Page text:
Cassandra said...

Ooops! Feel free to disregard :) It took me so long I didn't see Portia's comment.

spd rdr said...

Some good ones here already, but the more the merrier! Please keep them coming!
At some point in August I will flee the office and head to the beach, whereupon I will sit and read for hours and hours and hours. I'm usually good for two or three tomes in a beach week. So what I don't get to this week I'll bank for later.

KJ said...

"Eat the Rich" by PJ O'Rourke. Non-fiction, with selected, humorous history mixed with hillarious economics.

Also, The New Testament contains both history and biography.

Freakonomics is very interesting mind candy and a quick read.

spd rdr said...

I was thinking about this one or this one or this one or this one or this one, but maybe I just settle for this one first. Any ideas?

Cassandra said...

Well, you don't like fiction, but I suppose you're going to get what's sitting on my nightstand anyway, which is a dog's dinner. What can I say? I like variety in the boudoir:

Cicero: The Life and Times of Rome's Greatest Politician (Anthony Everitt)

Alexander Hamilton (Ron Chernow)

If on a winter night a traveler (italo calvino)

Snow (Orhan Pamuk)

Peace Kills (PJ O'Rourke)

portia said...

Geez, spd, after all those "battle" books, I think you'll need to find the "farm girl" in you…what's left of her.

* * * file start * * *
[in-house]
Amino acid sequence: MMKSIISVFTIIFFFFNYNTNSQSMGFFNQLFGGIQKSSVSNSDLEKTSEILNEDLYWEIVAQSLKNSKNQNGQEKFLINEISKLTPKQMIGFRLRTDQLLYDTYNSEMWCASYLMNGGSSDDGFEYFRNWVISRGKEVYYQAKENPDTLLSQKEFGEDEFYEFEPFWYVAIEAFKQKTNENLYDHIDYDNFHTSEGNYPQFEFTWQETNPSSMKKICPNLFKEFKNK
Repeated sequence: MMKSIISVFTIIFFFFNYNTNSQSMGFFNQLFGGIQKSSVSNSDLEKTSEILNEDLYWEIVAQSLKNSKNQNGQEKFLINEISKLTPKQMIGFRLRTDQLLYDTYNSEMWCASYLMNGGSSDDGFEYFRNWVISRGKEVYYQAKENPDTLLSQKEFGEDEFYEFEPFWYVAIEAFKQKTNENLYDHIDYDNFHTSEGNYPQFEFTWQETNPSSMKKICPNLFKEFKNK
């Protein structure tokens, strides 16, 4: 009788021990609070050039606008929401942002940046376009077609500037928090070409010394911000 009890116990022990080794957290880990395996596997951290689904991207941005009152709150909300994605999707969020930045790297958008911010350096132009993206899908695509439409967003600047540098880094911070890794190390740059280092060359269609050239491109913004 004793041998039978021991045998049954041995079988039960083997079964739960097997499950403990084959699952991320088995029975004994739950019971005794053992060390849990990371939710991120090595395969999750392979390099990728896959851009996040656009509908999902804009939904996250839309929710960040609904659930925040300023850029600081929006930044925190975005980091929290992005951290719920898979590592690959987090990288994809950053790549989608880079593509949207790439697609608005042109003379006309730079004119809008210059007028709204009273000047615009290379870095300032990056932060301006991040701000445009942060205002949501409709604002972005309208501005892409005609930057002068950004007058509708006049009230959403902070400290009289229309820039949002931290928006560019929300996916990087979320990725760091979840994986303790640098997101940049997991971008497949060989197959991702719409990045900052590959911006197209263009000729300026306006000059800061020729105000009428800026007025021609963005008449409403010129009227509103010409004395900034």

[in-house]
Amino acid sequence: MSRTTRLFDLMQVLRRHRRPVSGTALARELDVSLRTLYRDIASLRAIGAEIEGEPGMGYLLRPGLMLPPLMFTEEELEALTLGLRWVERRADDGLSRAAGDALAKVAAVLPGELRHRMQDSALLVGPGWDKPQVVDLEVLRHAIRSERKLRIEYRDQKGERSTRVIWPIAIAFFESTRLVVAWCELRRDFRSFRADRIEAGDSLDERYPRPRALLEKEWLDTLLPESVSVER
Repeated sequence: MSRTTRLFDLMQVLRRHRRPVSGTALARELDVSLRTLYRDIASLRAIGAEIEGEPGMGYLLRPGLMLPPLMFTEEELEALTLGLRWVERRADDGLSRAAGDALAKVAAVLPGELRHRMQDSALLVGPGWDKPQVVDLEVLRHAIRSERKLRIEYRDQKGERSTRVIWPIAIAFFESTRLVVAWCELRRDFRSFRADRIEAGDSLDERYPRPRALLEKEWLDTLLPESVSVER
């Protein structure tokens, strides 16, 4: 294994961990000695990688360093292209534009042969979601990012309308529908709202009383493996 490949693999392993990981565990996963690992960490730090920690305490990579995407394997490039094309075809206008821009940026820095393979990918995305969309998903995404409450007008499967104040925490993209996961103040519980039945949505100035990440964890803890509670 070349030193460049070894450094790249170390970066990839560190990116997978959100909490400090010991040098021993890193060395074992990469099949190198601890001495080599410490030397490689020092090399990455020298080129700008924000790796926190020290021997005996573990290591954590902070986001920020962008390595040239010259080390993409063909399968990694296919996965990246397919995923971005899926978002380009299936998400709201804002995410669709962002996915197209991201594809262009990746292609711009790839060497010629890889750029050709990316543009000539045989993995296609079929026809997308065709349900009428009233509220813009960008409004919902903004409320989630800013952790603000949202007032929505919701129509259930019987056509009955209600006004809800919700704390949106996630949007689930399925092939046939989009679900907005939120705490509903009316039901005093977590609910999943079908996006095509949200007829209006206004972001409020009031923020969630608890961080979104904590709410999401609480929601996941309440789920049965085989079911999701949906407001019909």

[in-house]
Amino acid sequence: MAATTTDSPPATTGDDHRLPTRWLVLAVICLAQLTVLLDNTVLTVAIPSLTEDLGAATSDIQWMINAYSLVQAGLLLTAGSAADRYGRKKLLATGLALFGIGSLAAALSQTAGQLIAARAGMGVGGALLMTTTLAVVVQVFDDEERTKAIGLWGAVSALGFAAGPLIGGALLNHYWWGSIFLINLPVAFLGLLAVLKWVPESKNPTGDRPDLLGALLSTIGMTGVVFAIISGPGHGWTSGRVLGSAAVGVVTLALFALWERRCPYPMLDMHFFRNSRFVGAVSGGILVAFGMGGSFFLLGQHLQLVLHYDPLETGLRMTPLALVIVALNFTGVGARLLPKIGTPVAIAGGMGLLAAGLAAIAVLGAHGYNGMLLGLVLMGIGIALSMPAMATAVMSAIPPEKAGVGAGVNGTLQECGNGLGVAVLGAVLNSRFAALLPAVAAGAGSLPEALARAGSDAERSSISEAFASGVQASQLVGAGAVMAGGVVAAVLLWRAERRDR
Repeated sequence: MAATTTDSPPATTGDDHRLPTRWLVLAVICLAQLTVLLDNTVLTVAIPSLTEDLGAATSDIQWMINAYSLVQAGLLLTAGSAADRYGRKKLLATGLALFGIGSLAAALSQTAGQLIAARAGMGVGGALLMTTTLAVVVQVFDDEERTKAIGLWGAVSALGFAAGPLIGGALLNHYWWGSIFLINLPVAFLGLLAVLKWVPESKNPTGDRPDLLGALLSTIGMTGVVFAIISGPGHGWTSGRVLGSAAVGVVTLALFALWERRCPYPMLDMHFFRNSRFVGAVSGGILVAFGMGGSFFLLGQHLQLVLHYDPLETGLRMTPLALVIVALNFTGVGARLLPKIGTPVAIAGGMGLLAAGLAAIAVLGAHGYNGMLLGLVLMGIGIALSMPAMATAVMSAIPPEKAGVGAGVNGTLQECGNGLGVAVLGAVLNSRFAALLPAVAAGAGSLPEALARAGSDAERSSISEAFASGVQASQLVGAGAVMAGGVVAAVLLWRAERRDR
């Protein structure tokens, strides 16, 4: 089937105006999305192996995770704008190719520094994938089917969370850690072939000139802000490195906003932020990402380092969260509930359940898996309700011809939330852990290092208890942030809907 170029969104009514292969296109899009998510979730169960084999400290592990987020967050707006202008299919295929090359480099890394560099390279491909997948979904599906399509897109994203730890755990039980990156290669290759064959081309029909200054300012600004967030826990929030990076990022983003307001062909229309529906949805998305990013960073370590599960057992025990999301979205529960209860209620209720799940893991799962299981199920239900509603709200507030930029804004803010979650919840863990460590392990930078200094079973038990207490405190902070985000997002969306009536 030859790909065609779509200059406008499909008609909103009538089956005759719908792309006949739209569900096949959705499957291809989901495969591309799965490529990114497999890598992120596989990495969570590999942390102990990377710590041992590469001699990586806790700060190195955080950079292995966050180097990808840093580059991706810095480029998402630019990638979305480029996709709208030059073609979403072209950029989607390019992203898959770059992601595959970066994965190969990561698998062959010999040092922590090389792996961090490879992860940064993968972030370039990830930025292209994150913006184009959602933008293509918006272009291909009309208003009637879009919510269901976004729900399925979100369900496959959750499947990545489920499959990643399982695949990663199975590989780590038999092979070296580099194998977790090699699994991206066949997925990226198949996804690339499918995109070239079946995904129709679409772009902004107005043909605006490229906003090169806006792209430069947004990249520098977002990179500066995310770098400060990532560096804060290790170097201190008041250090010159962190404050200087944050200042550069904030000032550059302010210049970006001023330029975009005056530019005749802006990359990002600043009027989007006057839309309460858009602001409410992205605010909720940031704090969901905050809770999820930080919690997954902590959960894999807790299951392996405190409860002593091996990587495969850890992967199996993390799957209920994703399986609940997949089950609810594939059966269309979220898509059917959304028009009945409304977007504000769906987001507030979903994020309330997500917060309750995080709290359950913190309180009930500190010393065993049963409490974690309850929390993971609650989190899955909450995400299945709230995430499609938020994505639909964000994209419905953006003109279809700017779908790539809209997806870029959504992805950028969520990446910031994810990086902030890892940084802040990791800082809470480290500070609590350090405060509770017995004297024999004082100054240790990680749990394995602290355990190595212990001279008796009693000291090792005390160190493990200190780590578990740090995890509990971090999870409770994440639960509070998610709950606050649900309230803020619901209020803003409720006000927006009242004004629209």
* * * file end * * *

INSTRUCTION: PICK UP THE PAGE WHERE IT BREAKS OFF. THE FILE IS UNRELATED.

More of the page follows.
In case you need some art with your leisure, I recommend* this wonderful book, which should help you find something...or at least help you stay awake:)

They say it's a "coffee table" book but who's to say you can't read a "coffee table" book when you're in a beach chair.

P.S. I actually have seen the book on a friend's coffee table, well, at least for the few minutes when it wasn't on someone's lap. Stunning

Cassandra said...

Yes Portia, I think he does need a bit of balance in that reading list. I read an interesting article yesterday on how to take better home photos of nude women, though after looking at the gentleman's handiwork I couldn't honestly say I was impressed with his technique. But then his opening line was, "Keep in mind, all women are beautiful", so I had to give him major brownie points for enthusiasm :) And they certainly all looked happy.

I'm not sure mrs rdr might not clobber him with a large, heavy object, though (probably the book in question) if he took it to the beach. Perhaps the online version?

*running away*

Cassandra said...

I admit it. I'm bored.

I knew he wouldn't react.


spd rdr said...

Well, despite Cassandra's dismisals of mordern masculinity, by paternal fiat we are now boiling my next choice of reading material down to two acceptable genres: war and sports (unless somebody comes out with a good pirate book between now and then).

First, Only the Ball Was White: A History of Legendary Black Players and All-Black Professional Teams">">. Its all about the great baseball that I never learned about.

Second, this masterpiece. Just because I'm always sensitive to the tip of the wedge. Kinda of like Jackie Robinson to baseball...only different...ya know?

Vote now for your favorite. I've got to go to bed soon.

Anonymous said...


How about "Blind Man's Bluff" by Sherry Sontag and Christopher Drew (the submarine Navy during the Cold War)

"Theodore Rex" by Edmund Morris (?)

-Don Brouhaha, eh?

Cassandra said...

Mommy... what's a "dismisal of mordern masculinity" when it's at home?

Cassandra said...

Wonder if they drive a paternal Fiat?

Cassandra said...